Having unique hardware in your city, or being the best at something, makes things easier when setting prices. But another intangible value is our attitude as people, including the infinite patience that our work sometimes demands.

The experience of any artist in our studio will always speak for us. You have to be diligent at work, yes, but we work with artists, people who sometimes doubt everything, and who sometimes change their minds from one minute to the next. We are creating music, making art, not riding a car or laying bricks in a work.

Our attitude towards problems and our relationship with artists could do more to raise our price than to buy the best compressor on the market. And the day will come when someone values more working with you even if you are more expensive, for the help and security that you offer. Everything will depend on you and your attitude!

Summary

Putting a price on our services as a music producer is not easy, and basically we would all do it for free, because doing what we like and getting paid is almost a privilege, hehe…

But you must treat your business like a company and learn to value your work. You are not a non-profit organization, and the product you help make will end up selling the market for a price.

The cost of your services should include your fixed and variable expenses and cover the unforeseen.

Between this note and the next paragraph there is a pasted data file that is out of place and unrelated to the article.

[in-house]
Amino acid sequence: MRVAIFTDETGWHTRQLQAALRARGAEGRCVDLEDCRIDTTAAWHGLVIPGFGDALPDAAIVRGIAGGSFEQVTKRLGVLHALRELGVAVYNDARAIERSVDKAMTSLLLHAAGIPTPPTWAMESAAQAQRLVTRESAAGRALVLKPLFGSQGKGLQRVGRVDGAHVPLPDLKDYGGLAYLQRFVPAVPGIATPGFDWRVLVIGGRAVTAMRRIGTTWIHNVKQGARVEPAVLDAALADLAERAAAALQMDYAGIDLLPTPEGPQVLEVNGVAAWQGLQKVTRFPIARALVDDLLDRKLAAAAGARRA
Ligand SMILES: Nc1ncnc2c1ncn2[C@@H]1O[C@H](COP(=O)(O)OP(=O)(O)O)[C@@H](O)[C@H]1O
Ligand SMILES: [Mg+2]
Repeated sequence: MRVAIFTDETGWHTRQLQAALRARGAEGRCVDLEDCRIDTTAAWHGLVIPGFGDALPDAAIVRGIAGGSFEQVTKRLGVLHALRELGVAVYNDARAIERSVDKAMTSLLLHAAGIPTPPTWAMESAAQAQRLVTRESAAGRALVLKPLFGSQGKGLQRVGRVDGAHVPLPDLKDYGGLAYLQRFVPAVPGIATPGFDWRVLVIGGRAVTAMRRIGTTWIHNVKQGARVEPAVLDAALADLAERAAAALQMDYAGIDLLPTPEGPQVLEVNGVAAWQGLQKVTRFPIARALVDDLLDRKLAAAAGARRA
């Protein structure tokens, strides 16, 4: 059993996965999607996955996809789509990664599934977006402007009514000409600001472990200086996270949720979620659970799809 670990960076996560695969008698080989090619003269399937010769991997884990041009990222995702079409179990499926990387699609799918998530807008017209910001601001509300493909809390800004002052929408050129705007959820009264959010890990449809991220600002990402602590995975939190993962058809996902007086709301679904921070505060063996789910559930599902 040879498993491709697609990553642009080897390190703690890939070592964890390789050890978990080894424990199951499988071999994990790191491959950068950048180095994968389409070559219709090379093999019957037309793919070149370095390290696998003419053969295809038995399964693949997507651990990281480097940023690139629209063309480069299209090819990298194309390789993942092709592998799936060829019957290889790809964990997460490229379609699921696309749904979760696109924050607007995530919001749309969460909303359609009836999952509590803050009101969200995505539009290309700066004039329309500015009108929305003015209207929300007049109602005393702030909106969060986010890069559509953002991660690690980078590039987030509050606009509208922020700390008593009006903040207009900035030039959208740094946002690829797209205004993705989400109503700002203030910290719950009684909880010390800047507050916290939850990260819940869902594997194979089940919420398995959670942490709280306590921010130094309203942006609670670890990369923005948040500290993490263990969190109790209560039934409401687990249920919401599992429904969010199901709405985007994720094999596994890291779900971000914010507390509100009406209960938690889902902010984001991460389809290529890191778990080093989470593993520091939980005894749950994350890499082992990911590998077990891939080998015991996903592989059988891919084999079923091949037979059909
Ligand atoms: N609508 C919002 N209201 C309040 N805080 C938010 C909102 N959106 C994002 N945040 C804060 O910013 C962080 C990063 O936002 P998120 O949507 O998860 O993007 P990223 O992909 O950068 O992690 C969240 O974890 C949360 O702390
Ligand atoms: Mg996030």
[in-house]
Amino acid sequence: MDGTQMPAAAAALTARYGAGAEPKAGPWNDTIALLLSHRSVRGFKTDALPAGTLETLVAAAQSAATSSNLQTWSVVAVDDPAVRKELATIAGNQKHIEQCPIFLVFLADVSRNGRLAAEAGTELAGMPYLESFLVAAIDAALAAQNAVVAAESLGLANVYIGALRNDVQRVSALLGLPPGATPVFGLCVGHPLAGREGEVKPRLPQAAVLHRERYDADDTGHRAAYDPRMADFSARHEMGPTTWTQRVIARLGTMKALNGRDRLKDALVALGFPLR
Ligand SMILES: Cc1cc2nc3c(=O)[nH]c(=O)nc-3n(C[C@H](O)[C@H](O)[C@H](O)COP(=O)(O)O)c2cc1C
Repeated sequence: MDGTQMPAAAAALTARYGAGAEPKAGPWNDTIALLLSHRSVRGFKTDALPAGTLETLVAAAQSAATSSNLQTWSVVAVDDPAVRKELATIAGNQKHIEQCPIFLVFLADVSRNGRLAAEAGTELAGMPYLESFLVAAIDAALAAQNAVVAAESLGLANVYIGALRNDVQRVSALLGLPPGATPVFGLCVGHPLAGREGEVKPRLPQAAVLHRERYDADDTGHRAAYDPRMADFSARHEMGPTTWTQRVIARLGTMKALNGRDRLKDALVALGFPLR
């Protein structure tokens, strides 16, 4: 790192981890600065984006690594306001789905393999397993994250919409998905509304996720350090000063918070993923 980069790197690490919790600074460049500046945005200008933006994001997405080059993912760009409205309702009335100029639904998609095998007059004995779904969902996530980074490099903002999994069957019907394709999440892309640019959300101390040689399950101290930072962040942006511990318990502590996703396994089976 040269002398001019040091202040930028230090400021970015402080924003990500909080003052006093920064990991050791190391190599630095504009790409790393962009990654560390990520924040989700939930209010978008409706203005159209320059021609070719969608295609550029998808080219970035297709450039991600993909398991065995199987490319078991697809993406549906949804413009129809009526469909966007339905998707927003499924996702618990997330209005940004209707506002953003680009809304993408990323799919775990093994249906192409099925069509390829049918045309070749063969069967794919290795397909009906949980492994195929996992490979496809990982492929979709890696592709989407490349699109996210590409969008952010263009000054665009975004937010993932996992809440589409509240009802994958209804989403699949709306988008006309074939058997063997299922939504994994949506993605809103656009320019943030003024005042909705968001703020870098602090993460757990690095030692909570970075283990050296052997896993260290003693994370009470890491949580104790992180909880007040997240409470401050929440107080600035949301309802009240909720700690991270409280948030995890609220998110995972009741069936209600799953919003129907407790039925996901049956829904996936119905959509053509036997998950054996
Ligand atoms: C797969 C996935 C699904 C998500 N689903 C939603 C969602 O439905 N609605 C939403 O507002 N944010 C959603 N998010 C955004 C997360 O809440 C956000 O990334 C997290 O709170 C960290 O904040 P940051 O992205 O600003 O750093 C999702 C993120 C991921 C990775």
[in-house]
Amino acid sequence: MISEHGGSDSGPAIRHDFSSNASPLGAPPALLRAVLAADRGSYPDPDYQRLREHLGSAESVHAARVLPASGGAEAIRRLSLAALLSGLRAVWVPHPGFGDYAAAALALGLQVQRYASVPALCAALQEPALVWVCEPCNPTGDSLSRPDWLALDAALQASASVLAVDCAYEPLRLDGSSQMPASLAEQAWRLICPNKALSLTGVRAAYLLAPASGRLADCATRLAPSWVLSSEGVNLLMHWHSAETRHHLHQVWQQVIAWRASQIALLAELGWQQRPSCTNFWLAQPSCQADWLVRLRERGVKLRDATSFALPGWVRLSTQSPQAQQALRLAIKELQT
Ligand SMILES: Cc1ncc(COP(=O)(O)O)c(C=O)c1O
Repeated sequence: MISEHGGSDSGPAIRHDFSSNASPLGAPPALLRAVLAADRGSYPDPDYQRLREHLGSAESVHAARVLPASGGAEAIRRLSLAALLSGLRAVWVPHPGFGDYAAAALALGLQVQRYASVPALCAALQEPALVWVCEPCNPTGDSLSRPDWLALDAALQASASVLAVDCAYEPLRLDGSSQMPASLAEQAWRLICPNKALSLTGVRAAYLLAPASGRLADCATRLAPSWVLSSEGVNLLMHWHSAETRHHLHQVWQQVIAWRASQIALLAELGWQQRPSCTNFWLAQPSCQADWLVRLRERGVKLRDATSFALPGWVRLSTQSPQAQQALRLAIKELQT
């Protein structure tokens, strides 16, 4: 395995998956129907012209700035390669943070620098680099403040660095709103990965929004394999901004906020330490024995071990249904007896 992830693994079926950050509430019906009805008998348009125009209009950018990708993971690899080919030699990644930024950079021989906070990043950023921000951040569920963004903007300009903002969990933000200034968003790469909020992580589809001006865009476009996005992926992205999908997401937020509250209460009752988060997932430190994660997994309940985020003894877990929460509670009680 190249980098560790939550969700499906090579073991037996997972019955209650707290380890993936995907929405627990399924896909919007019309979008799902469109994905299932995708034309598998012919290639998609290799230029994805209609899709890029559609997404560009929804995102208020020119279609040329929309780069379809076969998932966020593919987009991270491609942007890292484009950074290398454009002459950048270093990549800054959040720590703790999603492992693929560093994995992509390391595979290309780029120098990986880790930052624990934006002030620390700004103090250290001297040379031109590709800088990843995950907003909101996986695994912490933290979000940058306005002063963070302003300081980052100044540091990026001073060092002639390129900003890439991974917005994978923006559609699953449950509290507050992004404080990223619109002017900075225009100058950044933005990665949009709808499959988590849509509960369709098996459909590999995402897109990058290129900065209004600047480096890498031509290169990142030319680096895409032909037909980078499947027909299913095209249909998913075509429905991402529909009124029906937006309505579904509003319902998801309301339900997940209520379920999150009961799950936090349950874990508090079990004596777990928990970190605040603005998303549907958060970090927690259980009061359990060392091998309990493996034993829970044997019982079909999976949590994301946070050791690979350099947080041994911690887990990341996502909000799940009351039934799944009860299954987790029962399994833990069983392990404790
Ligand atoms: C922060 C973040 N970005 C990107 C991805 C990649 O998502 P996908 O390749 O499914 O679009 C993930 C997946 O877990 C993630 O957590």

You must assess each service and identify what makes you unique, as well as your added value as a producer, and learn to communicate all this better to your potential clients.

And remember that we work with people, and sometimes our worth and the personal ties we establish will make customers forget about the price, even if it is more expensive than the competition.

In this last chapter I will talk to you more specifically about what price to put on your services, and above all about the danger of not valuing your work in its fair measure, and how to charge cheaper or below the market price in your area, you can influence the future and even lead to failure.

You will say that I have only talked to you about how to put prices, factors, and even marketing, but I have not answered the big question… How much to charge as a music producer for a music production?

But in case you haven’t noticed, you are on the blog of a recording studio and music producer in Barcelona of which I am the owner. You can see my music production rates and mixing rates by clicking on the links.

Please note that my prices are based on my experience composing, producing and arranging records on my own for over 30 years.

But you don’t need my resume either, just take these prices as a reference, or those of any other study in your area, city or country of origin, as a guide to what a professional charges, and set your price based on the comparison.

Music production and mixing price guide

Consequences of charging cheap for a production